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The History of Don Quixote, Volume 2, Part 28
written by "Doré, Gustave, 1832-1883"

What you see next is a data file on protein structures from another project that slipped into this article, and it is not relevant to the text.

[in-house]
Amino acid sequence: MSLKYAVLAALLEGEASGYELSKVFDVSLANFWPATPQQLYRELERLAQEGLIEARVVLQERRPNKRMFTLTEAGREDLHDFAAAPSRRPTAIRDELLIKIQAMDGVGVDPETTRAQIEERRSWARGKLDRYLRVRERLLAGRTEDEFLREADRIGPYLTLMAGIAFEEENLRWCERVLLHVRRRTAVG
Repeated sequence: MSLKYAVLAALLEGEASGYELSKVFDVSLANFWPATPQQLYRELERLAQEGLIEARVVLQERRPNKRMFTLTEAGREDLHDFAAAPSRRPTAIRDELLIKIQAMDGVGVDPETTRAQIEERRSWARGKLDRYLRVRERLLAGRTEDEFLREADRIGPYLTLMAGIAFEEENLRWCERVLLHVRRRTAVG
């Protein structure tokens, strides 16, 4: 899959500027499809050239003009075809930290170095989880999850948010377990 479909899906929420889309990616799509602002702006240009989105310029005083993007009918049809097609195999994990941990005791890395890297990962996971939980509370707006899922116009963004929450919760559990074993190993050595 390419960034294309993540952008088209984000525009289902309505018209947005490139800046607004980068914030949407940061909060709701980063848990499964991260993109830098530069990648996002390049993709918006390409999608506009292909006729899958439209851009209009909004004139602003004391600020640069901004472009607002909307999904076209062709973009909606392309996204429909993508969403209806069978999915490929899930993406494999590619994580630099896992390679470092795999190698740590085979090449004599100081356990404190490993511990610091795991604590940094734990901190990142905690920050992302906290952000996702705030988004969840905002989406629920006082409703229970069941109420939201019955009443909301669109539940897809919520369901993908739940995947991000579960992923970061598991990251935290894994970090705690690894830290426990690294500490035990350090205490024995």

...ome." "He is not to cut it short," said the duchess; "on the contrary, for my gratification, he is to tell it as he knows it, though he should not finish it these six days; and if he took so many they would be to me the pleasantest I ever spent." "Well then, sirs, I say," continued Sancho, "that this same gentleman, whom I know as well as I do my own hands, for it's not a bowshot from my house to his, invited a poor but respectable labourer-" "Get on, brother," said the churchman; "at the rate you are going you will not stop with your story short of the next world." "I'll stop less than half-way, please God," said Sancho; "and so I say this labourer, coming to the house of the gentleman I spoke of that invited him—rest his soul, he is now dead; and more by token he died the death of an angel, so they say; for I was not there, for just at that time I had gone to reap at Tembleque-" "As you live, my son," said the churchman, "make haste back from Tembleque, and finish your story without burying the gentleman, unless you want to make more funerals." "Well then, it so happened," said Sancho, "that as the pair of them were going to sit down to table—and I think I can see them now plainer than ever-" Great was the enjoyment the duke and duchess derived from the irritation the worthy churchman showed at the long-winded, halting way Sancho had of telling his story, while Don Quixote was chafing with rage and vexation. "So, as I was saying," continued Sancho, "as the pair of them were going to sit down to table, as I said, the labourer insisted upon the gentleman's taking the head of the table, and the gentleman insisted upon the labourer's taking it, as his orders should be obeyed in his house; but the labourer, who plumed himself on his politeness and good breeding, would not on any account, until the gentleman, out of patience, putting his hands on his shoulders, compelled him by force to sit down, saying, 'Sit ...

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